It’s all about the math.
Many of my patients tell me they do not eat meat. Although they are very proud of this accomplishment, most of them are overweight and don’t understand why they cannot lose weight. There is a very scientific reason for this. It’s their choice of protein source that is in part causing them to be overweight.
An example will help to explain. Recently, I watched a documentary on TV that told the story of a middle-aged man who gave up his previous unhealthy diet and became vegan. In addition, he embarked on a high intensity exercise program. He even became a triathlete. The man was the picture of health with almost zero body fat. His diet consisted of grains, vegetables and fruit. This is a good example of a person who is eating the correct ratio of protein to carbohydrate for his activity level. He was only able to do this because of his tremendous exercising.
Although he is eating a lot of carbohydrates, he is effectively burning them up. Accordingly, because he is so athletic and burns so many calories, he has no problem existing on grains and nuts for his protein source. We discussed earlier that these healthy protein sources are also significant carbohydrate sources. They have a high ratio of carbohydrate to protein. Unless you burn these calories, you will gain weight on this diet.
If you are using meat as your protein source, you are not consuming any carbohydrates when you eat your protein. Alternatively, if you’re using non-meat protein sources, you are almost certainly eating carbohydrate with your protein. You may be eating twice as many grams of carbohydrate than you are protein. This must be taken into consideration in calculating your total carbohydrate intake for a day. I told you earlier to try to keep your ratio of carbohydrate to protein at 4 to one or less. You can only increase this ratio if you are very physically active.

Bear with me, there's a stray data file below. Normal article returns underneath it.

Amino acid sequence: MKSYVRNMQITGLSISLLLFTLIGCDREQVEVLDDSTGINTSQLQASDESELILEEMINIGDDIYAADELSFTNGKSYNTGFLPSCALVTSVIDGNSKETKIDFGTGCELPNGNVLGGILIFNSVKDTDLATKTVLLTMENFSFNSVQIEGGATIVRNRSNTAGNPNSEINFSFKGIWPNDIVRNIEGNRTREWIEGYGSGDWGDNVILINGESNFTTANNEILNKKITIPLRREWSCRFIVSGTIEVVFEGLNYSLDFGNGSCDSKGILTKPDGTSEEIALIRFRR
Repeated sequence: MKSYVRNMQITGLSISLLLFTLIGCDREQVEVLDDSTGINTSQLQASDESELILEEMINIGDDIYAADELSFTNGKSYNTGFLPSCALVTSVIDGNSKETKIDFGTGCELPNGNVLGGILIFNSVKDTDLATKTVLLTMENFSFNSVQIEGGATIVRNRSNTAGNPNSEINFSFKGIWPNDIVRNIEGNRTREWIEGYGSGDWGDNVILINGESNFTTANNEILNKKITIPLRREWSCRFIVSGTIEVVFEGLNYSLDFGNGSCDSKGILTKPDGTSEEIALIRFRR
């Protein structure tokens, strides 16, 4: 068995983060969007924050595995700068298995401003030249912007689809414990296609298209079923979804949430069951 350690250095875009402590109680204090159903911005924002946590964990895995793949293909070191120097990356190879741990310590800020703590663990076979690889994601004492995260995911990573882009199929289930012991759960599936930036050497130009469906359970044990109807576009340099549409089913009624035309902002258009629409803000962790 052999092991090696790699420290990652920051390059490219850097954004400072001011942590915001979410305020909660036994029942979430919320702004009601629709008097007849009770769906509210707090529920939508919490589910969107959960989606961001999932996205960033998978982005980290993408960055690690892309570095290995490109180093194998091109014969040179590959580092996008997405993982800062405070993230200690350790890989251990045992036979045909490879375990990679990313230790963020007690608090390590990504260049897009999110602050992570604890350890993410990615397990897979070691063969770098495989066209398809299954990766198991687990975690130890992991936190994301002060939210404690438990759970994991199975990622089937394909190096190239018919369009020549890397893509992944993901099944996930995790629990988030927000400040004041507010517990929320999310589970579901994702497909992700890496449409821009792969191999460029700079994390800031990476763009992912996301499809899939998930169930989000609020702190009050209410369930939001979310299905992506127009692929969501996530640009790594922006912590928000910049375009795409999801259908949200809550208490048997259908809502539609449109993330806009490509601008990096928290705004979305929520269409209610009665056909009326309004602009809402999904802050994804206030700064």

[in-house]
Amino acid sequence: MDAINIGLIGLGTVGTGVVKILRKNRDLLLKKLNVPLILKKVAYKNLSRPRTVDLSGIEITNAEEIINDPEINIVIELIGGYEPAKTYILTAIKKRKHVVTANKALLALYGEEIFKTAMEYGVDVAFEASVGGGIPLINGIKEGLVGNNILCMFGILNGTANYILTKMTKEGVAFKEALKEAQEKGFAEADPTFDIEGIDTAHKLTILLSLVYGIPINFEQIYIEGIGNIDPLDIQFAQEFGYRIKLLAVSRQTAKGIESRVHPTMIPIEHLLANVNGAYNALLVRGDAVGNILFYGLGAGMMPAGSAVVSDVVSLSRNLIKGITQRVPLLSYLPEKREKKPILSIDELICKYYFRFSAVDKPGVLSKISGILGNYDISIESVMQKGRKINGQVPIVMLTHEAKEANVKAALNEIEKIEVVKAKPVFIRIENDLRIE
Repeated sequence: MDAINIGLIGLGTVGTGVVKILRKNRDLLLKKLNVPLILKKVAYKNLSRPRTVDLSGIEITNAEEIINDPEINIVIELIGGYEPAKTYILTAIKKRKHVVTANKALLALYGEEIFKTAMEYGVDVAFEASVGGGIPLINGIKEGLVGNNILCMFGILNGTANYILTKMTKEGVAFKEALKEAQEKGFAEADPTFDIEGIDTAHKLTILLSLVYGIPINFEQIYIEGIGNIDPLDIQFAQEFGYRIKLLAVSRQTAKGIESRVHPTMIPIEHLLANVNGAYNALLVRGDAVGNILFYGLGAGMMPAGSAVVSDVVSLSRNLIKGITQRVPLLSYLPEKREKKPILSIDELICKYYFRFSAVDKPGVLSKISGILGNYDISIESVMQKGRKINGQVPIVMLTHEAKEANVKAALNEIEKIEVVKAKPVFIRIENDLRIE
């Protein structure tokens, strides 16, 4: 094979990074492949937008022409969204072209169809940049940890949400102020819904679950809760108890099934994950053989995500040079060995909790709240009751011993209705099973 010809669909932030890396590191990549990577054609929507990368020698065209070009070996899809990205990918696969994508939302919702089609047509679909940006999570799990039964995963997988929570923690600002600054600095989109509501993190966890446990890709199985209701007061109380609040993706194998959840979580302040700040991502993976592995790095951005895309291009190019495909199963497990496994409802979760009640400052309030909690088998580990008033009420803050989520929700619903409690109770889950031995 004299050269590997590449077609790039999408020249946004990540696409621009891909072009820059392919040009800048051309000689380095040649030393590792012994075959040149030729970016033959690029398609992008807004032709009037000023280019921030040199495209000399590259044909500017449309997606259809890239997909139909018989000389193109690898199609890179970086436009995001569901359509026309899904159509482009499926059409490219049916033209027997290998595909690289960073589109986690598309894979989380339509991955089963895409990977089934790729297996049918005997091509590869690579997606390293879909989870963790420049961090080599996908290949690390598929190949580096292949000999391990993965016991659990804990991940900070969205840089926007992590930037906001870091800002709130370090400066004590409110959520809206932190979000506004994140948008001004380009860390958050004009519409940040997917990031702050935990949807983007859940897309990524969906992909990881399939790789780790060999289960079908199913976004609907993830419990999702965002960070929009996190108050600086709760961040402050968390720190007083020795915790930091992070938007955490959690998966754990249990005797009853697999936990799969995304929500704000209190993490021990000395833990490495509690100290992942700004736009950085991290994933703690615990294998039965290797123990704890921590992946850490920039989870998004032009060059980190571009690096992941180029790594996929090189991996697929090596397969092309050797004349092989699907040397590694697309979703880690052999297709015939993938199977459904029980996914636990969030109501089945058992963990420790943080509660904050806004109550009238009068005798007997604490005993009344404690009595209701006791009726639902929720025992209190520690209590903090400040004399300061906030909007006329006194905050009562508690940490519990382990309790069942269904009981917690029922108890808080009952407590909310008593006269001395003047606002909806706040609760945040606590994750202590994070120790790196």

The typical patient of mine who has gone vegetarian is not nearly as active as this triathlete. Actually, most are relatively sedentary. As a result, they gain weight due to the excess amount of carbohydrates they are ingesting in their protein sources. Worse are those who use dairy products as their source of protein in addition to carbohydrate, as they ingest a large amount of saturated fat.
Meat eaters consume protein sources that contain no carbohydrate. It is easier to keep your weight down though. We’ve already discussed how unhealthy a diet like this can be though. The typical meat and potatoes diet is high in fat and low in fiber.
The bottom line is: if you are going to be vegetarian, you have to be very conscious of how many grams of carbohydrate you are ingesting in the process of eating protein. Remember, none of the vegetarian protein sources is free of carbohydrate. Physical activity is critical. If you are very physically active, you will have an easier time being vegetarian. You can choose grains as a protein source and still maintain your weight. If you are sedentary or only minimally physically active, then you will have some difficulty and will have to utilize other items like tofu as a protein source. You will also not be able to eat as many carbohydrates as side dishes. You will need to combine your grains with greens rather than with carbohydrates.
Follow these rules if you are at your ideal weight:
- Sedentary: 100 to 150 grams of carbohydrate per day
- Moderately active: 200 grams of carbohydrate per day
- Very physically active: > 300 grams of carbohydrate per day
- Keep your food choices around 4 grams of carbohydrate per gram of protein.
- Exercise, exercise, exercise and then do a little more exercise